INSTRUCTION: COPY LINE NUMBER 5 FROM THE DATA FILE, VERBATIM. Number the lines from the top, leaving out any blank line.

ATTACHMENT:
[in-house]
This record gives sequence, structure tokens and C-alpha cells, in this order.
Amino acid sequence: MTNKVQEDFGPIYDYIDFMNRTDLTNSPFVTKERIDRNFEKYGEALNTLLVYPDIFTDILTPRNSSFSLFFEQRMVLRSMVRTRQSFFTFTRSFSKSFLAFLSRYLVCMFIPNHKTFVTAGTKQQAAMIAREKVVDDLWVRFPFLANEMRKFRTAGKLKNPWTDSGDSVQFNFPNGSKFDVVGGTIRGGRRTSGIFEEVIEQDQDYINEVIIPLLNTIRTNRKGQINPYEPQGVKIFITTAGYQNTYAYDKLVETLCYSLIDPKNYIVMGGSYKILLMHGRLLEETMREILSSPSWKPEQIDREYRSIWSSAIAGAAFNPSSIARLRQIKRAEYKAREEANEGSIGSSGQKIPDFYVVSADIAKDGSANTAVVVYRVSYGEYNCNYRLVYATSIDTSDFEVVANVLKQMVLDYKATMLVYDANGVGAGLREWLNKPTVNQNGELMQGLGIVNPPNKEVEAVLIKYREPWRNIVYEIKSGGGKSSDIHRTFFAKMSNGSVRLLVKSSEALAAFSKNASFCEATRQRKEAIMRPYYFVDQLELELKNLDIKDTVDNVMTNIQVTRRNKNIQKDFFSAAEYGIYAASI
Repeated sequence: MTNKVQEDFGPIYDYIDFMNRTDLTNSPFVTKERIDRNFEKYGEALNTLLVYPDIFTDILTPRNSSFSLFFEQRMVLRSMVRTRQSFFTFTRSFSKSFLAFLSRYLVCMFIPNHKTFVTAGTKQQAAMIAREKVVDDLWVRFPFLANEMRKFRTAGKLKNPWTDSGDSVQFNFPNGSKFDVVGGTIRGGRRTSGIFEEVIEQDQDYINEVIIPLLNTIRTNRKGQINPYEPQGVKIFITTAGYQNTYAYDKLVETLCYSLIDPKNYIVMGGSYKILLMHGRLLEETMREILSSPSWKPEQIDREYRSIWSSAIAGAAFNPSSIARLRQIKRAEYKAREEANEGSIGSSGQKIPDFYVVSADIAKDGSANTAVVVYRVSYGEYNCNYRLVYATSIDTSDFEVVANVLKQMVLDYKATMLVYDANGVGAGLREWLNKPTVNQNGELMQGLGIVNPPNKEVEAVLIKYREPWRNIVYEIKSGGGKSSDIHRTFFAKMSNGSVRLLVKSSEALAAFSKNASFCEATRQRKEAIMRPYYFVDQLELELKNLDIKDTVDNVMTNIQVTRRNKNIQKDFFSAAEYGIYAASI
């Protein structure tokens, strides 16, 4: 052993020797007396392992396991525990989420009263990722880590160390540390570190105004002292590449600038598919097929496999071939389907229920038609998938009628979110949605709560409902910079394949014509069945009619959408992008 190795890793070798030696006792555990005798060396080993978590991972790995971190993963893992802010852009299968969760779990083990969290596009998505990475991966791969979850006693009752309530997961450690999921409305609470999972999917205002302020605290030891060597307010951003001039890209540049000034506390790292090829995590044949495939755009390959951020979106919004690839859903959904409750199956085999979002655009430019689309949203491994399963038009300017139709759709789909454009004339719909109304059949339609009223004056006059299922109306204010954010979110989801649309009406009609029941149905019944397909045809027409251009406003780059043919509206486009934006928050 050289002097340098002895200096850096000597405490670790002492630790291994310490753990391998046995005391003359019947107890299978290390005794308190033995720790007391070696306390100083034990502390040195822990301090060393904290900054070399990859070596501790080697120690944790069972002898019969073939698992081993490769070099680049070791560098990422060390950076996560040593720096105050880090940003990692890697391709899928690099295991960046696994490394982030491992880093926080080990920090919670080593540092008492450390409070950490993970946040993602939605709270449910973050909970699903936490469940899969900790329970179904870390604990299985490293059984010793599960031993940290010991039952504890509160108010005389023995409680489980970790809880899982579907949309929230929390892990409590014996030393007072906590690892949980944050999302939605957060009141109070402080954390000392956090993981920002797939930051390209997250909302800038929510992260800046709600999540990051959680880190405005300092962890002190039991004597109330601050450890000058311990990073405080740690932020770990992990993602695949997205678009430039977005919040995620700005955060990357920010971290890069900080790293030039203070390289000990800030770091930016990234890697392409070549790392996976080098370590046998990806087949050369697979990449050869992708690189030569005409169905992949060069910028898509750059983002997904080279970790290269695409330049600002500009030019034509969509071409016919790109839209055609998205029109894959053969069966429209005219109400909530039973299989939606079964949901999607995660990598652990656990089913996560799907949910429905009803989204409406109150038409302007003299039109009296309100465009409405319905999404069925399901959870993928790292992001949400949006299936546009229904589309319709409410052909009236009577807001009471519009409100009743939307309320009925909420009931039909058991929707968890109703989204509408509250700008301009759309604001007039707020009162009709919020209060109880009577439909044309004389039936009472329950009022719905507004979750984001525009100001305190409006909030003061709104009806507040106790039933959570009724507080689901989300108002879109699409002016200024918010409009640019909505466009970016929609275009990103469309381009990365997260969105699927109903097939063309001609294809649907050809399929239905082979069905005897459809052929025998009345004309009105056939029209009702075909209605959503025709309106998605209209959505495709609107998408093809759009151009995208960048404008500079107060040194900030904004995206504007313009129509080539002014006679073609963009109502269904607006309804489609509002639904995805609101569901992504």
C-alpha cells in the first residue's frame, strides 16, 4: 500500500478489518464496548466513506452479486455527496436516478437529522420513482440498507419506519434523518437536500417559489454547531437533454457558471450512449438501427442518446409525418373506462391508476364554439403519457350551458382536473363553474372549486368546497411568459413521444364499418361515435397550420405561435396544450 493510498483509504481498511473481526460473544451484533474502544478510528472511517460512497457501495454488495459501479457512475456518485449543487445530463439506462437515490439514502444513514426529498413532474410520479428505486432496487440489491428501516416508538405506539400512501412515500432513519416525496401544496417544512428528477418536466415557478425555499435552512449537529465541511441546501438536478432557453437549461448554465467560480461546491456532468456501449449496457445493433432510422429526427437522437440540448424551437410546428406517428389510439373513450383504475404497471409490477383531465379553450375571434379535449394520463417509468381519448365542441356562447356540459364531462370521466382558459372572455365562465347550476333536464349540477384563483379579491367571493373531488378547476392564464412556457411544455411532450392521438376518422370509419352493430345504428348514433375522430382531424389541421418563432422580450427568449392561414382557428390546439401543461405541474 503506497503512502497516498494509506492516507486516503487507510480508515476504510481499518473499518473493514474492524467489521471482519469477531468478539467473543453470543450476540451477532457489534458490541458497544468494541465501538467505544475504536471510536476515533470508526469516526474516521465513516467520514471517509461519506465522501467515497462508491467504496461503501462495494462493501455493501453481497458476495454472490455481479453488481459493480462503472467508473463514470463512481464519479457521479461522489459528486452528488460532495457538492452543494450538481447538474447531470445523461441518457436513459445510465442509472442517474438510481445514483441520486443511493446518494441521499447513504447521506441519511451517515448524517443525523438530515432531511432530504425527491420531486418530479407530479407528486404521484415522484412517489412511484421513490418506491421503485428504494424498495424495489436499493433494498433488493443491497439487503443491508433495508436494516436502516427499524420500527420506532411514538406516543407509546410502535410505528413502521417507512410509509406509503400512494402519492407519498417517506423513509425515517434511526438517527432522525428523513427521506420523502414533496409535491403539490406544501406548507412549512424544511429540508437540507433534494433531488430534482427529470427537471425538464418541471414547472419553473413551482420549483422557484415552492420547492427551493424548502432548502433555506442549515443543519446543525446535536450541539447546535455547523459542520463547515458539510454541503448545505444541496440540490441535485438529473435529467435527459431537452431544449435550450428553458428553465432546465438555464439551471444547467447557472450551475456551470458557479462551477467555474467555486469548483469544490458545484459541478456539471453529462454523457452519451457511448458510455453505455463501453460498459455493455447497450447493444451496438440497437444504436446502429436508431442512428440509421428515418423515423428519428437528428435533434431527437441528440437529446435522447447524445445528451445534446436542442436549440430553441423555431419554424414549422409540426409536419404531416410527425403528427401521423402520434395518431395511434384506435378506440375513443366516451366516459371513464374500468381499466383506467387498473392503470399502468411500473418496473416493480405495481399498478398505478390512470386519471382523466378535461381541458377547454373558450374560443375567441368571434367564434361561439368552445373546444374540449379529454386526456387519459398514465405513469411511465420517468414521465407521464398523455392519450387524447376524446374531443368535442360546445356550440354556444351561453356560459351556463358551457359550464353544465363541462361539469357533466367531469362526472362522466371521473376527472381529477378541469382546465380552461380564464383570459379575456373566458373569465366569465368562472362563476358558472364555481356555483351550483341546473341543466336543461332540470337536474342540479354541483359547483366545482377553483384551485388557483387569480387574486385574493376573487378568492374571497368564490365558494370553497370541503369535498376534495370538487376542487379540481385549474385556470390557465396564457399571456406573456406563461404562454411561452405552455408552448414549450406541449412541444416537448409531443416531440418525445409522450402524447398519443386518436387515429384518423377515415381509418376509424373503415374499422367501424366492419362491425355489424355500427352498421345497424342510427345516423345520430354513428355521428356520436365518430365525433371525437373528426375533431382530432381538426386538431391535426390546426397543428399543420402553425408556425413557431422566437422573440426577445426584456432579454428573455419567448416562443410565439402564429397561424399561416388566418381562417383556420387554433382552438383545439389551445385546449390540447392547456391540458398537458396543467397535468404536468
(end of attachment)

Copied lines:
């Protein structure tokens, strides 16, 4: 052993020797007396392992396991525990989420009263990722880590160390540390570190105004002292590449600038598919097929496999071939389907229920038609998938009628979110949605709560409902910079394949014509069945009619959408992008 190795890793070798030696006792555990005798060396080993978590991972790995971190993963893992802010852009299968969760779990083990969290596009998505990475991966791969979850006693009752309530997961450690999921409305609470999972999917205002302020605290030891060597307010951003001039890209540049000034506390790292090829995590044949495939755009390959951020979106919004690839859903959904409750199956085999979002655009430019689309949203491994399963038009300017139709759709789909454009004339719909109304059949339609009223004056006059299922109306204010954010979110989801649309009406009609029941149905019944397909045809027409251009406003780059043919509206486009934006928050 050289002097340098002895200096850096000597405490670790002492630790291994310490753990391998046995005391003359019947107890299978290390005794308190033995720790007391070696306390100083034990502390040195822990301090060393904290900054070399990859070596501790080697120690944790069972002898019969073939698992081993490769070099680049070791560098990422060390950076996560040593720096105050880090940003990692890697391709899928690099295991960046696994490394982030491992880093926080080990920090919670080593540092008492450390409070950490993970946040993602939605709270449910973050909970699903936490469940899969900790329970179904870390604990299985490293059984010793599960031993940290010991039952504890509160108010005389023995409680489980970790809880899982579907949309929230929390892990409590014996030393007072906590690892949980944050999302939605957060009141109070402080954390000392956090993981920002797939930051390209997250909302800038929510992260800046709600999540990051959680880190405005300092962890002190039991004597109330601050450890000058311990990073405080740690932020770990992990993602695949997205678009430039977005919040995620700005955060990357920010971290890069900080790293030039203070390289000990800030770091930016990234890697392409070549790392996976080098370590046998990806087949050369697979990449050869992708690189030569005409169905992949060069910028898509750059983002997904080279970790290269695409330049600002500009030019034509969509071409016919790109839209055609998205029109894959053969069966429209005219109400909530039973299989939606079964949901999607995660990598652990656990089913996560799907949910429905009803989204409406109150038409302007003299039109009296309100465009409405319905999404069925399901959870993928790292992001949400949006299936546009229904589309319709409410052909009236009577807001009471519009409100009743939307309320009925909420009931039909058991929707968890109703989204509408509250700008301009759309604001007039707020009162009709919020209060109880009577439909044309004389039936009472329950009022719905507004979750984001525009100001305190409006909030003061709104009806507040106790039933959570009724507080689901989300108002879109699409002016200024918010409009640019909505466009970016929609275009990103469309381009990365997260969105699927109903097939063309001609294809649907050809399929239905082979069905005897459809052929025998009345004309009105056939029209009702075909209605959503025709309106998605209209959505495709609107998408093809759009151009995208960048404008500079107060040194900030904004995206504007313009129509080539002014006679073609963009109502269904607006309804489609509002639904995805609101569901992504």